A Coordinated Terrorist Campaign against Israel Is Being Planned for Ramadan

Over the weekend, a person snuck into northern Israel from Lebanon and planted an unusually sophisticated bomb, which was detonated on Monday morning and wounded one person. Israeli officials kept most of these details under wraps until Wednesday. Yoni Ben Menachem sees the attack as a precursor to a major escalation planned by Iran in concert with its proxy force, Hizballah, and its allies Hamas and Palestinian Islamic Jihad:

According to intelligence data from various sources, Israeli security officials assess that with the approach of the month of Ramadan [March 22–April 20] there will be an unprecedented conflict with the Palestinian terrorist factions on several fronts that may deteriorate into a military conflict more acute than that in the Gaza Strip in May 2021.

The accumulation of [threatening] statements by the heads of the terrorist organizations in the media, and intelligence information, indicate an impending escalation. . . . It is very doubtful whether Israel will be able to stop the approaching tsunami of terrorism since this is a strategic decision by the terrorist organizations in coordination with Iran.

According to officials in the military wing of Hamas, the attack on Dizengoff Street in Tel Aviv on March 9, 2023, marks the organization’s decision to resume attacks within the Green Line. . . . . According to security officials in Israel, behind all this malevolent activity is Iran, which in the past year has smuggled arms and funds through Jordan to the northern West Bank into the hands of the terrorist organizations.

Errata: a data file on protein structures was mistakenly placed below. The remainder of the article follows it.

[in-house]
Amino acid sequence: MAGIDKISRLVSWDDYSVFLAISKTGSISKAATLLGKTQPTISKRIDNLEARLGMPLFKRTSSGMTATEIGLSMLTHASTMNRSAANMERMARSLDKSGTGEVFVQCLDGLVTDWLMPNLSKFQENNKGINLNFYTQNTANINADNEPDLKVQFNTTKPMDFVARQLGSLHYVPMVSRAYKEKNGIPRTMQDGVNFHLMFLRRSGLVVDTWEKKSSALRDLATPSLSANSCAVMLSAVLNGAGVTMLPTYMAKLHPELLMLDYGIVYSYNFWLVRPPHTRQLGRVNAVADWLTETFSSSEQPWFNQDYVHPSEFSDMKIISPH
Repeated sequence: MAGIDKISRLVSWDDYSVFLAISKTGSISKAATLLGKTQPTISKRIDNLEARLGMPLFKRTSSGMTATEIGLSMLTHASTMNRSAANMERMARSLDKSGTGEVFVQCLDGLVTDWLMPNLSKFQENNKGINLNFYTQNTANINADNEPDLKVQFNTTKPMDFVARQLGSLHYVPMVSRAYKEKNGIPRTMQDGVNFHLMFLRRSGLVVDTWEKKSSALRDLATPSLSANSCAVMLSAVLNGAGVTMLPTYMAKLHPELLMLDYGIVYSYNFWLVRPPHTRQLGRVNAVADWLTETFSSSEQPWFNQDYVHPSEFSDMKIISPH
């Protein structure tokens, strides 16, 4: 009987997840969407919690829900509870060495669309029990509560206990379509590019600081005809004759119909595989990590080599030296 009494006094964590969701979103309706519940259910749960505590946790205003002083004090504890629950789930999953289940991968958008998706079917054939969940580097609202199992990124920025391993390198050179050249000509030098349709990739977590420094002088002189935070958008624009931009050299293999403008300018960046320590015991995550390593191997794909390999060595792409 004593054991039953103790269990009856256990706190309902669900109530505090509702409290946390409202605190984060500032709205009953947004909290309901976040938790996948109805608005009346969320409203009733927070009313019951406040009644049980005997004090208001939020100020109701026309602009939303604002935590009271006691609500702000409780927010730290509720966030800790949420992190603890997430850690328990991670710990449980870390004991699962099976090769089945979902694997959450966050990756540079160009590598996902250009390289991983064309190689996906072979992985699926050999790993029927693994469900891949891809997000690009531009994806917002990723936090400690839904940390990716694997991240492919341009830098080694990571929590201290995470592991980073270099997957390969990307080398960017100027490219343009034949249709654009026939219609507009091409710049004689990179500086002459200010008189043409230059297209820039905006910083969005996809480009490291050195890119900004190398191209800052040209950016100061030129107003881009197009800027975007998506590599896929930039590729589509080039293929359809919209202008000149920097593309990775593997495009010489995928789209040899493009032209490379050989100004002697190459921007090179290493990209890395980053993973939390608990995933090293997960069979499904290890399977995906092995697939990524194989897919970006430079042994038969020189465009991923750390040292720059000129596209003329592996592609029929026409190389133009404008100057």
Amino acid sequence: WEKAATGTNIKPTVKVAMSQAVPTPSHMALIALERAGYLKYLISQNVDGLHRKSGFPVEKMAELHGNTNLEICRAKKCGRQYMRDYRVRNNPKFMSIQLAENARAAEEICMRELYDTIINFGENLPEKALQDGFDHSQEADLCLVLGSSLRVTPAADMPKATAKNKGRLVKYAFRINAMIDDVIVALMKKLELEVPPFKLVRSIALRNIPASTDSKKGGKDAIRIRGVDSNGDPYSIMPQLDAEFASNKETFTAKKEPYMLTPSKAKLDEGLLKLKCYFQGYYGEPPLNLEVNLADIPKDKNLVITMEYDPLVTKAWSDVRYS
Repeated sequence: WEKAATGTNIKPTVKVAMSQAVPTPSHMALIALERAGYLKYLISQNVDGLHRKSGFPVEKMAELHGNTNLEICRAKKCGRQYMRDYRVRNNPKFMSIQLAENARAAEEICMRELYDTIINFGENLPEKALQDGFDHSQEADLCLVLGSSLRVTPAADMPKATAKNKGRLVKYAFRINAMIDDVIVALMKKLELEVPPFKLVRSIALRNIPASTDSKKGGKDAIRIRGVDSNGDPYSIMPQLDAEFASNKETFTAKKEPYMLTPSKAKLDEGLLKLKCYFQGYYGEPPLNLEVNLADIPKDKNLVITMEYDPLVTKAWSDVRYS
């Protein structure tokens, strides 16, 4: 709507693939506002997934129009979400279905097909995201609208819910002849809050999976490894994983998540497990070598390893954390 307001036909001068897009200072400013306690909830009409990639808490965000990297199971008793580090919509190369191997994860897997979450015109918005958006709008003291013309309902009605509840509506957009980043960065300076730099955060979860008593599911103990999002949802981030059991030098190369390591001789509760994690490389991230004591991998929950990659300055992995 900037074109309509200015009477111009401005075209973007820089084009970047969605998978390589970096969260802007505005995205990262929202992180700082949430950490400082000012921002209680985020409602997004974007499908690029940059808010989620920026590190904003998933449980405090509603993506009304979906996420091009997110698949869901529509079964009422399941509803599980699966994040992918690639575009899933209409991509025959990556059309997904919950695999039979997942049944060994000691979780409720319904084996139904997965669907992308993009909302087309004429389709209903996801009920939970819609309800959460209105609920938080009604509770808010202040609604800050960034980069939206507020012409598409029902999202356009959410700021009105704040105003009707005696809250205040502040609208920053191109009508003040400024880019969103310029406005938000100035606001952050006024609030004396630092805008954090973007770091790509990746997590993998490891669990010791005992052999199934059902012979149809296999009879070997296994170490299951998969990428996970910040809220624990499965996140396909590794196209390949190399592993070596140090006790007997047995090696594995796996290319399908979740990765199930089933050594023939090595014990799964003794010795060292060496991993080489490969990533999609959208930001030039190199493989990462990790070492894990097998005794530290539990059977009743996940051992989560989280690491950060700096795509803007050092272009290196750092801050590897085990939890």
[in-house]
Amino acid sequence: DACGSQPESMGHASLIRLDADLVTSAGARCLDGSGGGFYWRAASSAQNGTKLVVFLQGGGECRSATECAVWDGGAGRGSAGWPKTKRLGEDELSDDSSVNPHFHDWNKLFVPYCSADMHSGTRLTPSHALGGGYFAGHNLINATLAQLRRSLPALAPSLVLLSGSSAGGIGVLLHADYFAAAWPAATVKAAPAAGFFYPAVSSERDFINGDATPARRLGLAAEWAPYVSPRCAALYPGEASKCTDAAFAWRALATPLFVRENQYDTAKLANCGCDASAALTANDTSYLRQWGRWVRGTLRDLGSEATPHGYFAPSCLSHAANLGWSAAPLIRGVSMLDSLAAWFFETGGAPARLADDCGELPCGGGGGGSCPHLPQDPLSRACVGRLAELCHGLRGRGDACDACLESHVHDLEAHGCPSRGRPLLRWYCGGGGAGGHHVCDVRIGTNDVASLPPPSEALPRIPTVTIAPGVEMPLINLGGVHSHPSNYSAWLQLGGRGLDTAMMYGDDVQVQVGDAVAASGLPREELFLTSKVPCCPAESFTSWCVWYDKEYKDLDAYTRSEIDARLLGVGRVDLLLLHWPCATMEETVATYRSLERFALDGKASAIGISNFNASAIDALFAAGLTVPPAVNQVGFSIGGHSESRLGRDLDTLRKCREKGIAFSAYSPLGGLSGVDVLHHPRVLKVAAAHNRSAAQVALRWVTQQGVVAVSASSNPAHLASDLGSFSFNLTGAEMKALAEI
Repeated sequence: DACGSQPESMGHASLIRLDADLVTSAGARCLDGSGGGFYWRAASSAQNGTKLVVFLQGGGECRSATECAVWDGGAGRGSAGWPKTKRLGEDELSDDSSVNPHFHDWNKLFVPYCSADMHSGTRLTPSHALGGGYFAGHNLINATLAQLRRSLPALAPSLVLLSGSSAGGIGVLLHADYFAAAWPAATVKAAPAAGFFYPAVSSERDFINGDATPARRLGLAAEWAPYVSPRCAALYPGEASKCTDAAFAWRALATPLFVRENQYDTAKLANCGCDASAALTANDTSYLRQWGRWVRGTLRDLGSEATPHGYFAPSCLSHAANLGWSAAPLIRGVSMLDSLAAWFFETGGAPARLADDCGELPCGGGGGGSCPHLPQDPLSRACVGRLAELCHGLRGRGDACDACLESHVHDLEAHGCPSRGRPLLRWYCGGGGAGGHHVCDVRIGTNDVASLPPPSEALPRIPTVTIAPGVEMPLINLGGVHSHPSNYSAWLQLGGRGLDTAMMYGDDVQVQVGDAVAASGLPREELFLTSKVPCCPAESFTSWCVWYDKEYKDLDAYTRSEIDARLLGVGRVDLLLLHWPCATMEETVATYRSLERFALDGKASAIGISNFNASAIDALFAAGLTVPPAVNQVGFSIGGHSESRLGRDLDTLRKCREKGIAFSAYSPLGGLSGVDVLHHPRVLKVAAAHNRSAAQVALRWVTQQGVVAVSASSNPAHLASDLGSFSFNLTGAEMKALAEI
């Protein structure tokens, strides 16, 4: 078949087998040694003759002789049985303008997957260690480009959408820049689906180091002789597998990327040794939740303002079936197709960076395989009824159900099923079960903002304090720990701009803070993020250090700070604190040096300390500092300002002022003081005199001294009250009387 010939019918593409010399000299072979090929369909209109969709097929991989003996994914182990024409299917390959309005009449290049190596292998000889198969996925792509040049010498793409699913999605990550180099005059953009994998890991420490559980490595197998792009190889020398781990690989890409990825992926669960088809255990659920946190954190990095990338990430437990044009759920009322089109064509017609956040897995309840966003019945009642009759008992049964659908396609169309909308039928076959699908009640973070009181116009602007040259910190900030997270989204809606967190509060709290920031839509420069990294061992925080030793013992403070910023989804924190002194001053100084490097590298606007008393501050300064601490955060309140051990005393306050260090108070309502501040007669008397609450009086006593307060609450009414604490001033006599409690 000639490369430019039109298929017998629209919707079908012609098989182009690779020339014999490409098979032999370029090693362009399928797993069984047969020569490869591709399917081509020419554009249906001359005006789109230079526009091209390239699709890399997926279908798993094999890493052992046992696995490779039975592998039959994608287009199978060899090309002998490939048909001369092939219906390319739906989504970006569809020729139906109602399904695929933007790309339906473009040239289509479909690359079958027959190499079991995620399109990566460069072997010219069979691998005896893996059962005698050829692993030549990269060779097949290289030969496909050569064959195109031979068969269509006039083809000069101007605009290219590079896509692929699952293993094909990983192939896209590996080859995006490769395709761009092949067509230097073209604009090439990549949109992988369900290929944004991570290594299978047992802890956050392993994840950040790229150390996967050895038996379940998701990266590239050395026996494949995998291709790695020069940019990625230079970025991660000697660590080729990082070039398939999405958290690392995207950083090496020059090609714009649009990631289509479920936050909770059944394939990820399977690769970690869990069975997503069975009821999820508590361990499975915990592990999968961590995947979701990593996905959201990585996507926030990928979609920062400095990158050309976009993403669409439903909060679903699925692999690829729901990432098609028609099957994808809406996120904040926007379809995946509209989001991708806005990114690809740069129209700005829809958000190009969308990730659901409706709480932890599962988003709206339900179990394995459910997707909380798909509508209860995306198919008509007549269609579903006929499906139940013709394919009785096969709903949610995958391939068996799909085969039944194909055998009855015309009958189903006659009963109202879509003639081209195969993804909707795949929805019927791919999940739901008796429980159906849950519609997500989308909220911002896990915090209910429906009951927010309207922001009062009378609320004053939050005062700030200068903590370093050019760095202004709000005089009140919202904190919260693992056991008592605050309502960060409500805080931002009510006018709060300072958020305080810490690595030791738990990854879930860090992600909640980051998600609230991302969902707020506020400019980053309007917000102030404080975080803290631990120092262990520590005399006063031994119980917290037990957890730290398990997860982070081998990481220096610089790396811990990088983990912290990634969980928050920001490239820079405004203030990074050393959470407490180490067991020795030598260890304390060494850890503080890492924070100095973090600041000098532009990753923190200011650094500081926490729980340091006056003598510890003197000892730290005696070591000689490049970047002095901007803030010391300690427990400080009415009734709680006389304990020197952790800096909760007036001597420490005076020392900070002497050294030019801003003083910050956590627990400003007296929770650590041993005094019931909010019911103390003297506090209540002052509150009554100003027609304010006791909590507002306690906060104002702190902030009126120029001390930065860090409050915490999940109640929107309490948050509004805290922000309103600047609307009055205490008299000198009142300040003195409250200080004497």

Read more at Jerusalem Center for Public Affairs

More about: Hamas, Hizballah, Iran, Israeli Security, Palestinian terror, Ramadan


Only Hamas’s Defeat Can Pave the Path to Peace

Opponents of the IDF’s campaign in Gaza often appeal to two related arguments: that Hamas is rooted in a set of ideas and thus cannot be defeated militarily, and that the destruction in Gaza only further radicalizes Palestinians, thus increasing the threat to Israel. Rejecting both lines of thinking, Ghaith al-Omar writes:

What makes Hamas and similar militant organizations effective is not their ideologies but their ability to act on them. For Hamas, the sustained capacity to use violence was key to helping it build political power. Back in the 1990s, Hamas’s popularity was at its lowest point, as most Palestinians believed that liberation could be achieved by peaceful and diplomatic means. Its use of violence derailed that concept, but it established Hamas as a political alternative.

Ever since, the use of force and violence has been an integral part of Hamas’s strategy. . . . Indeed, one lesson from October 7 is that while Hamas maintains its military and violent capabilities, it will remain capable of shaping the political reality. To be defeated, Hamas must be denied that. This can only be done through the use of force.

Any illusions that Palestinian and Israeli societies can now trust one another or even develop a level of coexistence anytime soon should be laid to rest. If it can ever be reached, such an outcome is at best a generational endeavor. . . . Hamas triggered war and still insists that it would do it all again given the chance, so it will be hard-pressed to garner a following from Palestinians in Gaza who suffered so horribly for its decision.

Read more at Washington Institute for Near East Policy

More about: Gaza War 2023, Hamas, Israeli-Palestinian Conflict